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The Paps of Jura

Dominating the view of Jura from almost any direction are the three, distinctive and easily recognised, Paps of Jura found in the southern half of the island. The highest of the three is Beinn an Oir, the Mountain of Gold, is 785m/2576 ft is the only Corbett, a mountain in Scotland between 2500 and 3000 ft. Beinn Shiantaidh, the Sacred Mountain, is 757m/2477 ft and stands to the east of Beinn an Oir, while Beinn a’ Chaolais, the Mountain of the Sound, stands to the south-west and is the smallest of the three at 734m/2407 ft. Cora Bheinn, the steep mountain, stands at a height of 569 m/1893 ft to the north-east of Beinn Shiantaidh and, while not considered to be one of the Paps, is part of the same group of mountains. On one of the Paps remains of a checkpoint from the second world war can be found.

There is a commanding view to be obtained from the top of the Paps on a clear day and it is well worth the effort of climbing one of them, if the weather is settled. To the north can be seen Loch Tarbert, the northern half of Jura, the Garvellachs and Mull. to the Northwest is Colonsay, to the east, the whole of Kintyre with Arran beyond, Ben Lomond and the Cobbler. To the south the Isle of Islay and Northern Ireland.

How to climb the Paps of Jura

There are no fixed routes. Different walkers, whether visitors or residents, have their own preferred route. Following are four possible routes:

Take the path for Glenbatrick for about 2 miles, then skirt the south shoulder of Corra Bheinn and climb up Beinn Shiantaidh. This is a steep and difficult climb due to a large amount of large sized scree which has to be negotiated. (it is possible to go on to climb all three Paps this way, going from one to the next and return by Loch an t Soib and the Corran River). An alternate is to skirt below Beinn Shiantaidh and join route 2 at the saddle. Take care not to get too high up the slope of Beinn Shiantaidh.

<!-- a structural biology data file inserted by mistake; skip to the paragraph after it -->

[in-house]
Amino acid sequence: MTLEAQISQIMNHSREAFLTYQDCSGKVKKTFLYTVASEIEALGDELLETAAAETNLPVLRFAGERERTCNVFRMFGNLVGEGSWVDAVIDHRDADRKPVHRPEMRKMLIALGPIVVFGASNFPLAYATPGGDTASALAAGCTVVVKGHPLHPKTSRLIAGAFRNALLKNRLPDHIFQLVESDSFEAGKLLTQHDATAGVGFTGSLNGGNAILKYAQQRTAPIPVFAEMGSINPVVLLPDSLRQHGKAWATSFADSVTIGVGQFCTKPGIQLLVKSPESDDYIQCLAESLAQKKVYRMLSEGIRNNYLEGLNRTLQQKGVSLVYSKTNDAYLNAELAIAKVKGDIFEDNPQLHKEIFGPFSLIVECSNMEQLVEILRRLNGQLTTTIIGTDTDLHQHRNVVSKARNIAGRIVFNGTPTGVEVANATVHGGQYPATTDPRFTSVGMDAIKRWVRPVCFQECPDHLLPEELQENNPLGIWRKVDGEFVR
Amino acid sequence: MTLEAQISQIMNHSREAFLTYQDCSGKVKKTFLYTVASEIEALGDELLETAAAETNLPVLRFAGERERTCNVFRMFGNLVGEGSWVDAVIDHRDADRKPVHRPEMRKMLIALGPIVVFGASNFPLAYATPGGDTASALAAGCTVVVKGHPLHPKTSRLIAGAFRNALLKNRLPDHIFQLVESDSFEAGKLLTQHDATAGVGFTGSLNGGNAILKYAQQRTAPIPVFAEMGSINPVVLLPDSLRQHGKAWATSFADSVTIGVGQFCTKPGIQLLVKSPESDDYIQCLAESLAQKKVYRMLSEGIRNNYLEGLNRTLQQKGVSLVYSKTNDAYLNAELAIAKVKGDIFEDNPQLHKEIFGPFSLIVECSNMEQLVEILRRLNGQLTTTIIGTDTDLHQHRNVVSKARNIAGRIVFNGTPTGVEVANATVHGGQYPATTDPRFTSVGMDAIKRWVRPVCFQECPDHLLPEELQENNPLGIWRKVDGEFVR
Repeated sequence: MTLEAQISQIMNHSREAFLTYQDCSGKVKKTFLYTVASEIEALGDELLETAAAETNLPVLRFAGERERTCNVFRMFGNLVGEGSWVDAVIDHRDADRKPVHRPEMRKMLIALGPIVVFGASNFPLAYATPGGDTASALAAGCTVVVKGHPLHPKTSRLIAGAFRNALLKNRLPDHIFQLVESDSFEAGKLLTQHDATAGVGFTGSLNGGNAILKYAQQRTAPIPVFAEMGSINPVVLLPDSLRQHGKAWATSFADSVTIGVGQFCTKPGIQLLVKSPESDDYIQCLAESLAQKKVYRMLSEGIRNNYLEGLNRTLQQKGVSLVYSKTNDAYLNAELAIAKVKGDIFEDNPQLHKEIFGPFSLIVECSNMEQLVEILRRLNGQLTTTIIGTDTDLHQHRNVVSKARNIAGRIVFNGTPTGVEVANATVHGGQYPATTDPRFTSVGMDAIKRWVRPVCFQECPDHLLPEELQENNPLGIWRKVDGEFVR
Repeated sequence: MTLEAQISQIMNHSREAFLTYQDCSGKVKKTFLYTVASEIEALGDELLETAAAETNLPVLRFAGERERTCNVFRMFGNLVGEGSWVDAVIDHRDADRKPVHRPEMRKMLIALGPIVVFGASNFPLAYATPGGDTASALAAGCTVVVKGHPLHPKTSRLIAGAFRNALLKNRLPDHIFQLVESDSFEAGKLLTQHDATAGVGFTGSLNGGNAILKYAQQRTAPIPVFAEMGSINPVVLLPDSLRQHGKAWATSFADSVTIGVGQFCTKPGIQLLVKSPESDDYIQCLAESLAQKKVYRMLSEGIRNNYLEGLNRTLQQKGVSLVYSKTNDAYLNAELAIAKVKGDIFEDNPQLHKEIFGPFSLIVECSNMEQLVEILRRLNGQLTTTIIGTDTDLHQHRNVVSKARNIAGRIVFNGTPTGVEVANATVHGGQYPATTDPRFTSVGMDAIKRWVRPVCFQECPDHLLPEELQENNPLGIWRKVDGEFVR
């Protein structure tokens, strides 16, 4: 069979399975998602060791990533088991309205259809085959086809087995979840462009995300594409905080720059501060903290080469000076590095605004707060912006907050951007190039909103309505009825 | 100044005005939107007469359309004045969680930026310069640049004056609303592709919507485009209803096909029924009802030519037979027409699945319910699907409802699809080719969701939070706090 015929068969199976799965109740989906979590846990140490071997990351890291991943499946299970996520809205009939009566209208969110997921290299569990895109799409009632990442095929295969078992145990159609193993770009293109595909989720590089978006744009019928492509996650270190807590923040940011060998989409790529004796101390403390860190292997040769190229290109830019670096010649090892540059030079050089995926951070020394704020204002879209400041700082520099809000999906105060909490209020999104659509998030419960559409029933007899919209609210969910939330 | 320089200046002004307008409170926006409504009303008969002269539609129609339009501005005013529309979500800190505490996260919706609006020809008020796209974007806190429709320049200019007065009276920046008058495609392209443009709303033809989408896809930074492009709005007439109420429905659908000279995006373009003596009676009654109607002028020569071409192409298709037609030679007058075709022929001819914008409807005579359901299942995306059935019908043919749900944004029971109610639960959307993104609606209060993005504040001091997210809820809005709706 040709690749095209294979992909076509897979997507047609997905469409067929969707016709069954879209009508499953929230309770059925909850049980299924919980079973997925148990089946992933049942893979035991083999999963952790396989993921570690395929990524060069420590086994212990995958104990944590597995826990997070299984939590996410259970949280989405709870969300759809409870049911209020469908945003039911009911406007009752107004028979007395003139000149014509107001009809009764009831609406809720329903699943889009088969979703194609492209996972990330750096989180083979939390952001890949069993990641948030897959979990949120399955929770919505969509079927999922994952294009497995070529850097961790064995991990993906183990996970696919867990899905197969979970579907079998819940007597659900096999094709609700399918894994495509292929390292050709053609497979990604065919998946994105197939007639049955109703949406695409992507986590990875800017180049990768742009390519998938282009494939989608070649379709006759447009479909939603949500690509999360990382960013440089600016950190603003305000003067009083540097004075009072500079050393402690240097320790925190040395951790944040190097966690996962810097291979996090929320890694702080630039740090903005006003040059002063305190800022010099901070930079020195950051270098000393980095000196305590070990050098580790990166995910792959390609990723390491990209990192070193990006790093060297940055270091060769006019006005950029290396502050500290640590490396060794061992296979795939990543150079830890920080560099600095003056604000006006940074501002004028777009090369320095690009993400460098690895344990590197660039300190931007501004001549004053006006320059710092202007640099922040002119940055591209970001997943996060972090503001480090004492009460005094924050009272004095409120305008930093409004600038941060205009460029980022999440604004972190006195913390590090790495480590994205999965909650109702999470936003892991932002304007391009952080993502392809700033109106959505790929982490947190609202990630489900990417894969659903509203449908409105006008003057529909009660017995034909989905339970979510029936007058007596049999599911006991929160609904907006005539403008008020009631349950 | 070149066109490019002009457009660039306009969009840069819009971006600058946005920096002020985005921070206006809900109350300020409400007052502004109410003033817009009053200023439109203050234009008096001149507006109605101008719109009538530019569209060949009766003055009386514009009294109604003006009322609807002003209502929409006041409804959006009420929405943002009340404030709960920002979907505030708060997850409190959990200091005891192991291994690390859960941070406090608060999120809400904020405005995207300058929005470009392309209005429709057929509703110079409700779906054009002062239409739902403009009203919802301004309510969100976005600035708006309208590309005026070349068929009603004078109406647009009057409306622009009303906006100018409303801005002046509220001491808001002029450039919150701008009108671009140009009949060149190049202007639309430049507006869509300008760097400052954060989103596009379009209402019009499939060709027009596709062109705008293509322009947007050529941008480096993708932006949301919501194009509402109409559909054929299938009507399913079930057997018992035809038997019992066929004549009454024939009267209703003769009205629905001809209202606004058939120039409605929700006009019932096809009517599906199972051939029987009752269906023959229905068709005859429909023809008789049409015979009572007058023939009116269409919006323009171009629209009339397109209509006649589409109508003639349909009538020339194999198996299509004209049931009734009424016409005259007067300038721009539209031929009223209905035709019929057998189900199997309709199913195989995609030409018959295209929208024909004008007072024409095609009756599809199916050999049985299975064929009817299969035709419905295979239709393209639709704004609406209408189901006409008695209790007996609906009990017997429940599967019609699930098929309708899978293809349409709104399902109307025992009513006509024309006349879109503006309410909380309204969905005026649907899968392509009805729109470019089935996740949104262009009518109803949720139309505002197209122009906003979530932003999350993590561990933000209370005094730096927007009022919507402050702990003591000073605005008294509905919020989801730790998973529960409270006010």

An easier route (pictured above) is to leave the road at the three arched bridge and follow the Corran River to the loch. If only one Pap is to be climbed, then walk diagonally up the slope to the saddle between Beinn an Oir and Beinn Shiantaidh. Once you reach the saddle, you can decide which one to climb. Sometimes the one will be in cloud but not the other.

Leave the road just north of the bridge by Corran Sands. Go through the gate in the deer fence by the side of the burn. Cross over Cnoc na h Iolaine aiming for the east end of Loch a t’Siob, then join route 2.

From the west side. Leave the car ferry and follow the track to Inver and Cnocbreac. From here there is a circular track climbing someway up the Paps which was made for bringing down deer which had been shot by stalkers. It is necessary to leave the track at a suitable point and go across country to the Pap which you have chosen to climb. This is the longest route.

The distance varies from three miles for route 1 and 6 miles for route 4 taking somewhere between four and eight hours (outward and return).

Looking towards Corra Beinn

Jura Fell Race

 The Jura Fell Race is probably one of the toughest challenges in Scotland when it comes to skills like endurance, mountaincraft and fell running techniques. The Fell Race is held every year in the month of May and covers a stretch of 16 miles including 7 mountain summits, of which three are the Paps of Jura. The race starts and ends in Craighouse and there is a total of 7,500 feet of climbing. The fastest time ever for a man was 3:06:59 by Mark Rigby in 1994 and Angela Mudge for the ladies, she needed 3:45:31 to complete the 16 miles and 7 summits. The video (below) is an interview with Donald Booth talking about the history of the race. It was filmed at the 2007 event.